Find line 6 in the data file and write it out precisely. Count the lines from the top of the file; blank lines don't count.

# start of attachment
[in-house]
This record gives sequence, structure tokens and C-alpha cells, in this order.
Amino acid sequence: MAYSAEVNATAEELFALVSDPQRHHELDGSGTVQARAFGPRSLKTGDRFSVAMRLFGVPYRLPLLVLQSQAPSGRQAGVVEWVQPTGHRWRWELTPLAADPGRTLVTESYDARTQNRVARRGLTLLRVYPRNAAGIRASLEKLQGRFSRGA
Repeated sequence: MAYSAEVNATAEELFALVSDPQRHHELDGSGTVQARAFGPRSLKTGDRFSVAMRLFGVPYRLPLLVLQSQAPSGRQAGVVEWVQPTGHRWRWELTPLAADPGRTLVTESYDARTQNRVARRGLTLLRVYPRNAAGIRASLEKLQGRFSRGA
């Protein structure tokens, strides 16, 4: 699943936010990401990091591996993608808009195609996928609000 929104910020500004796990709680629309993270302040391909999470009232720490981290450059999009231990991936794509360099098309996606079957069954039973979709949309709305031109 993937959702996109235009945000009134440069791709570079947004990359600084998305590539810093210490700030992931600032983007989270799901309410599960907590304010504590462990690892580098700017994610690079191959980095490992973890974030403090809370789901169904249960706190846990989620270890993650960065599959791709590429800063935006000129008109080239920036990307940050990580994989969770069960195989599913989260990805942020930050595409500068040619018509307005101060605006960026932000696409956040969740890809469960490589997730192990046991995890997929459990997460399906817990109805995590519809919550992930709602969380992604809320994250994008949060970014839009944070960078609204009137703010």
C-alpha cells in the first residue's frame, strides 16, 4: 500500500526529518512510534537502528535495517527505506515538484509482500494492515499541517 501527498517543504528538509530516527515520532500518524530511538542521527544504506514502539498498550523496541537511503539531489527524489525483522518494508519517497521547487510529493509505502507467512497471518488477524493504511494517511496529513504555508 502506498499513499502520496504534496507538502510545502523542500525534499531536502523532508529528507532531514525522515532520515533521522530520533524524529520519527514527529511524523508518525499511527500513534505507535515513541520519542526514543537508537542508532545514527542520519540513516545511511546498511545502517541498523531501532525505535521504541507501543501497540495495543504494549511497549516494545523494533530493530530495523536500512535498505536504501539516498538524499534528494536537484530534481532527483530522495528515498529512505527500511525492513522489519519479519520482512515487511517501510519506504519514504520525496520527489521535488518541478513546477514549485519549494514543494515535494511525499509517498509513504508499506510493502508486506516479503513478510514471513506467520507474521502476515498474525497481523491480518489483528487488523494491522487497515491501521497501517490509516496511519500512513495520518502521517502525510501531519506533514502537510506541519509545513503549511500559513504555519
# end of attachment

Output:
C-alpha cells in the first residue's frame, strides 16, 4: 500500500526529518512510534537502528535495517527505506515538484509482500494492515499541517 501527498517543504528538509530516527515520532500518524530511538542521527544504506514502539498498550523496541537511503539531489527524489525483522518494508519517497521547487510529493509505502507467512497471518488477524493504511494517511496529513504555508 502506498499513499502520496504534496507538502510545502523542500525534499531536502523532508529528507532531514525522515532520515533521522530520533524524529520519527514527529511524523508518525499511527500513534505507535515513541520519542526514543537508537542508532545514527542520519540513516545511511546498511545502517541498523531501532525505535521504541507501543501497540495495543504494549511497549516494545523494533530493530530495523536500512535498505536504501539516498538524499534528494536537484530534481532527483530522495528515498529512505527500511525492513522489519519479519520482512515487511517501510519506504519514504520525496520527489521535488518541478513546477514549485519549494514543494515535494511525499509517498509513504508499506510493502508486506516479503513478510514471513506467520507474521502476515498474525497481523491480518489483528487488523494491522487497515491501521497501517490509516496511519500512513495520518502521517502525510501531519506533514502537510506541519509545513503549511500559513504555519